It's one thing to have an ineffective power play. It's entirely another to be a defensive liability, as well. San Jose has been able to rely on it's top-ranked penalty kill all season long, but clearly, even that is in a bit of a downspell. If the Sharks are going to do the unlikely and make it back to the postseason, the special teams dont just have to be better; they have to be special. Right now, they're a far cry from that.

Would Sharks really consider trading Joe Thornton or Patrick Marleau?

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USATSI

Would Sharks really consider trading Joe Thornton or Patrick Marleau?

The unexpected struggles of this Sharks season have presented an unexpected dilemma that inevitably will reach a resolution in less than one month.

Seeing as the Sharks are not well-positioned for the playoffs, would San Jose consider trading Joe Thornton and/or Patrick Marleau to a Stanley Cup frontrunner as a professional courtesy to the future Hall of Famers?

The premise initially is jarring but starts to gain reason with time. 

Thornton and Marleau each have stated they aren’t yet thinking about this potential situation, which is understandable, honorable and believable.  

However, there are some elements to consider before the Feb. 24 NHL trade deadline.

Emotional attachment in San Jose

When Marleau departed for the Toronto Maple Leafs in 2017, many felt there was zero chance he’d ever play a game again for San Jose, which made his return even more storybook. The “against all odds” theme also exists with Joe Thornton.  

The two knee injuries he has overcome in recent seasons would have ended most NHL careers for players approaching 40 years old. Simply put, this reunion of 1997’s first two draft picks was highly unlikely and it would be unfortunate to end it under these circumstances. Keeping them for sentimental reasons, though, actually seems selfish, opposed to letting them chase a dream.

The difficulty of finding a trade partner

San Jose wouldn’t likely ask for the world in return if they moved Marleau or Thornton, who are both free agents this summer. But they also would expect to receive fair market compensation for what might seem like the ultimate “final pieces” to any Stanley Cup contender. Negotiations might not be so simple.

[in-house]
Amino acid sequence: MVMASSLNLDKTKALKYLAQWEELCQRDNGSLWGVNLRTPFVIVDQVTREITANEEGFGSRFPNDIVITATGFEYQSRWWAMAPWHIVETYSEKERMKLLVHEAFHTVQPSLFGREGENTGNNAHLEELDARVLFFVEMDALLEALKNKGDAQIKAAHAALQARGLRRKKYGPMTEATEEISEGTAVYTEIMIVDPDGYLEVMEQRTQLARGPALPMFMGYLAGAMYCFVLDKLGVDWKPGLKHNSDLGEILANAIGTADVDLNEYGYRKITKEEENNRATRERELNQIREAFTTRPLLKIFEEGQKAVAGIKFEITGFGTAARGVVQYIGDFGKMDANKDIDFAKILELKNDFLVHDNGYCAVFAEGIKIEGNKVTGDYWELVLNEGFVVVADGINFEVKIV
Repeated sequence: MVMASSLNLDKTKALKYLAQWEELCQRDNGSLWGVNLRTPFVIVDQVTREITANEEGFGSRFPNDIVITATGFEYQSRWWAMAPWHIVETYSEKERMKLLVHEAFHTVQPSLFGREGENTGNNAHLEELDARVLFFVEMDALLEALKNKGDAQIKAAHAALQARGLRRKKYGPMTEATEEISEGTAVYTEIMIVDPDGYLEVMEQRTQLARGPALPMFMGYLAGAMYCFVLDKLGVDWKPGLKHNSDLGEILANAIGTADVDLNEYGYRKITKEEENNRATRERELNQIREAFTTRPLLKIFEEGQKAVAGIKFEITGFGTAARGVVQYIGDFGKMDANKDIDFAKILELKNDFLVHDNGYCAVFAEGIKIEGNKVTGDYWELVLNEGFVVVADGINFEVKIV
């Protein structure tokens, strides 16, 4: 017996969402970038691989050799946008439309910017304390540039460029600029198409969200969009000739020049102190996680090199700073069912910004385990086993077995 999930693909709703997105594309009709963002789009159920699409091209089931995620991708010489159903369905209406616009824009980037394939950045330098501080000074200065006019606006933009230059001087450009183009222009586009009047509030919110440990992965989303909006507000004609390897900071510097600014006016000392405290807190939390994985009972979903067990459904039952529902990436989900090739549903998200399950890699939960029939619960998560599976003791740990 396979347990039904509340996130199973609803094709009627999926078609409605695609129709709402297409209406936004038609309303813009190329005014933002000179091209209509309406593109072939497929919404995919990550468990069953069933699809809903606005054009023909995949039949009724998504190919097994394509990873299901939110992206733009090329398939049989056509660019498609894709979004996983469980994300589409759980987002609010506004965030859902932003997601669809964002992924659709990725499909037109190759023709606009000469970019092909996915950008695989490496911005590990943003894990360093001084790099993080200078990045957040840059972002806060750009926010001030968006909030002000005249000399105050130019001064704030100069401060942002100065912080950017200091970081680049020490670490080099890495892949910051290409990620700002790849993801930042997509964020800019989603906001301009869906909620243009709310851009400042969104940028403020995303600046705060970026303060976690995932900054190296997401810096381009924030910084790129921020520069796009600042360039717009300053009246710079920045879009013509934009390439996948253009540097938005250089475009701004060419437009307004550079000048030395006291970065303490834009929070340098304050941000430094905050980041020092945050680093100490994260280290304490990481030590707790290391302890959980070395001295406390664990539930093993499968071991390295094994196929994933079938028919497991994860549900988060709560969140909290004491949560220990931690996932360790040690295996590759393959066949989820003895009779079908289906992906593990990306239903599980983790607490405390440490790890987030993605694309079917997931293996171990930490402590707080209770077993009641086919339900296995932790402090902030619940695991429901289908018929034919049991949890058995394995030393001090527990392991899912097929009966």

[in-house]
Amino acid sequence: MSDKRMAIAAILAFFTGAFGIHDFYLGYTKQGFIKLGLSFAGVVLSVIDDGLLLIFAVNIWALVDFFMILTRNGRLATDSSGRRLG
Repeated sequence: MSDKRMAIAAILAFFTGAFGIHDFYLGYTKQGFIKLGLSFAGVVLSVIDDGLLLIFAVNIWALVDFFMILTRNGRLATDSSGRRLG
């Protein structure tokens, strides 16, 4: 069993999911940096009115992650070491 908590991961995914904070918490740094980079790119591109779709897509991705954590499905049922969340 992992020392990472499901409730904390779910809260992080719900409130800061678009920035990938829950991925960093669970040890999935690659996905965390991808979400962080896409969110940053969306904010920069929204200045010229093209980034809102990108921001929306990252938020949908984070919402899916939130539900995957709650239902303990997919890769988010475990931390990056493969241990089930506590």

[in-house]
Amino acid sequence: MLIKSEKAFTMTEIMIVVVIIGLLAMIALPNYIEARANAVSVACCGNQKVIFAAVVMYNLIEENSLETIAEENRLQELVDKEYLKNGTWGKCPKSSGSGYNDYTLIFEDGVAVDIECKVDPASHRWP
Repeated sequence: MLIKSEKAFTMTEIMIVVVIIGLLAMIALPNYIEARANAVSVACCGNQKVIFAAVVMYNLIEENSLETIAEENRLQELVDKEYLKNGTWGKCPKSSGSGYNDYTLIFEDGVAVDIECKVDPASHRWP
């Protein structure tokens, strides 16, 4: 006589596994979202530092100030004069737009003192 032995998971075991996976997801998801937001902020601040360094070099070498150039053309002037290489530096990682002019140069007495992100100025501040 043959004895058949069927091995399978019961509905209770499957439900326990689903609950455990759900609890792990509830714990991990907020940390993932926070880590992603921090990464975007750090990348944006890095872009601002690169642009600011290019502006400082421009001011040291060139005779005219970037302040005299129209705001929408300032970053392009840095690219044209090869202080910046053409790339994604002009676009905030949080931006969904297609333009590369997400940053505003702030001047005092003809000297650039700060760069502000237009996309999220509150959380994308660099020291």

There’s also the difficulty of lining them up with the best suited clubs to win it all, which seems like a group of around eight to 10 teams right now, instead of only three or four.

It has to be their decisions

Despite however they’re quoted in the media, is this something Thornton or Marleau would even want to entertain? They have families. They’re established in San Jose. But they also don’t have unlimited chances for a Cup, no matter what their hearts desire.  

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Do they want that opportunity, even if it means leaving San Jose? Those decisions should be made solely on their individual preference. They would need to be 100 percent behind it.

Stepping outside comfort zones

No matter what, the next four weeks are going to be different. When is the last time San Jose has been sellers approaching the deadline? And who knows if Thornton and Marleau would be the biggest departures?

 Just the thought of Thornton skating in a Boston sweater again, or possibly Marleau joining a speedy Colorado team is enough to cramp the brain. But if it means helping these men attempt the literal one thing that doesn’t exist on their resume, it would be hard to deny the opportunity.

Three things going right for Sharks in otherwise frustrating season

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AP

Three things going right for Sharks in otherwise frustrating season

It's far easier to point out the main things that have gone wrong for the Sharks this season than it is to identify things that have gone right. Alas, that's what happens when you're in the midst of your worst season in more than 15 years.